On Sunday I am driving 430 miles from God’s country (Minneapolis) to just south of Lincoln, Nebraska to experience the total eclipse of the sun. That’s right, I’m driving to the area of “totality” along with about half the US population because it is a super cool thing to do. I’m totally pumped up for it!
Please no clouds in Nebraska, no clouds, no clouds . . .
I think we need a natural wonder to take our minds off our human-made conflicts right about now. And since this happens once every almost never, off I go with other adventurers from my family.
Now if only I could get a table reservation at a Lincoln restaurant. I’ve tried. It wasn’t easy. I have also heard that it may result in the first traffic jam in rural Nebraska history, complete with shortages of gas and bumper to bumper traffic. Yikes!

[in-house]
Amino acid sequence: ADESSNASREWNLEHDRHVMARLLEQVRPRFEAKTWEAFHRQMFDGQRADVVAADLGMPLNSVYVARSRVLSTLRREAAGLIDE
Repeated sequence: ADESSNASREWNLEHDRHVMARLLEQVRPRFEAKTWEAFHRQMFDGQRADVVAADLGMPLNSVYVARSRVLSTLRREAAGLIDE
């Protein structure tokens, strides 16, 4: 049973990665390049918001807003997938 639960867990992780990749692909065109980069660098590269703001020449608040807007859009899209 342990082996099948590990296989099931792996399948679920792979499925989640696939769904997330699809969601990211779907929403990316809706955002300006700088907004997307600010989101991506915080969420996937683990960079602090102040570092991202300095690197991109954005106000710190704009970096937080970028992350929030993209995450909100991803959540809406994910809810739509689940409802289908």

And don’t get me started on the saga of obtaining eclipse-viewing glasses. First set was perhaps counterfeit which led to a search for safe glasses only to find the entire country is sold out of them. But it all ended well as I did snag a pair of paper glasses for a mere ten bucks.
But this is a health and wellness blog, so I thought I’d look into the commonly-known advice to never look directly at the sun. I’m channeling my Bill Nye the Science Guy in this post.
We all know not to look at the sun. Heck, your mother could tell you that. But why is this so?
So I did my research . . . Continue reading